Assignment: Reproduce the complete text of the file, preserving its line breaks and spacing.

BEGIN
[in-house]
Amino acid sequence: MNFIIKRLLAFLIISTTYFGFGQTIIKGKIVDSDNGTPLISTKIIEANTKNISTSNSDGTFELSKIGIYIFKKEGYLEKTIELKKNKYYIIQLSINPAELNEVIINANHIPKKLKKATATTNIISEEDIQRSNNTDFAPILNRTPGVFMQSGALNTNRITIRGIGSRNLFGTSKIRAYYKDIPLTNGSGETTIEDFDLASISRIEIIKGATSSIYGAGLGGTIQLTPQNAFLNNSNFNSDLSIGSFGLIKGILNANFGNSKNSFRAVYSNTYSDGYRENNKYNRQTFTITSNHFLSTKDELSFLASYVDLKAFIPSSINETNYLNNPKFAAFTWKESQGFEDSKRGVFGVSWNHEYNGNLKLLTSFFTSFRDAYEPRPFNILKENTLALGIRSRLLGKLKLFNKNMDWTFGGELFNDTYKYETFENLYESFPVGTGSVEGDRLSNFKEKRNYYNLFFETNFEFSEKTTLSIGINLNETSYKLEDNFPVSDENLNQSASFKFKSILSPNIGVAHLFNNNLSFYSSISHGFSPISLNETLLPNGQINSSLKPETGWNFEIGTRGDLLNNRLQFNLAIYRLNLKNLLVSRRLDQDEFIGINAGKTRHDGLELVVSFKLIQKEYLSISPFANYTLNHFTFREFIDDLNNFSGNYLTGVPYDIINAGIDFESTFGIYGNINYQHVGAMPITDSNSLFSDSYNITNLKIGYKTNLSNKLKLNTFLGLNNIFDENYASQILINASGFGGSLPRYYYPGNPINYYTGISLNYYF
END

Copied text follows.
[in-house]
Amino acid sequence: MNFIIKRLLAFLIISTTYFGFGQTIIKGKIVDSDNGTPLISTKIIEANTKNISTSNSDGTFELSKIGIYIFKKEGYLEKTIELKKNKYYIIQLSINPAELNEVIINANHIPKKLKKATATTNIISEEDIQRSNNTDFAPILNRTPGVFMQSGALNTNRITIRGIGSRNLFGTSKIRAYYKDIPLTNGSGETTIEDFDLASISRIEIIKGATSSIYGAGLGGTIQLTPQNAFLNNSNFNSDLSIGSFGLIKGILNANFGNSKNSFRAVYSNTYSDGYRENNKYNRQTFTITSNHFLSTKDELSFLASYVDLKAFIPSSINETNYLNNPKFAAFTWKESQGFEDSKRGVFGVSWNHEYNGNLKLLTSFFTSFRDAYEPRPFNILKENTLALGIRSRLLGKLKLFNKNMDWTFGGELFNDTYKYETFENLYESFPVGTGSVEGDRLSNFKEKRNYYNLFFETNFEFSEKTTLSIGINLNETSYKLEDNFPVSDENLNQSASFKFKSILSPNIGVAHLFNNNLSFYSSISHGFSPISLNETLLPNGQINSSLKPETGWNFEIGTRGDLLNNRLQFNLAIYRLNLKNLLVSRRLDQDEFIGINAGKTRHDGLELVVSFKLIQKEYLSISPFANYTLNHFTFREFIDDLNNFSGNYLTGVPYDIINAGIDFESTFGIYGNINYQHVGAMPITDSNSLFSDSYNITNLKIGYKTNLSNKLKLNTFLGLNNIFDENYASQILINASGFGGSLPRYYYPGNPINYYTGISLNYYF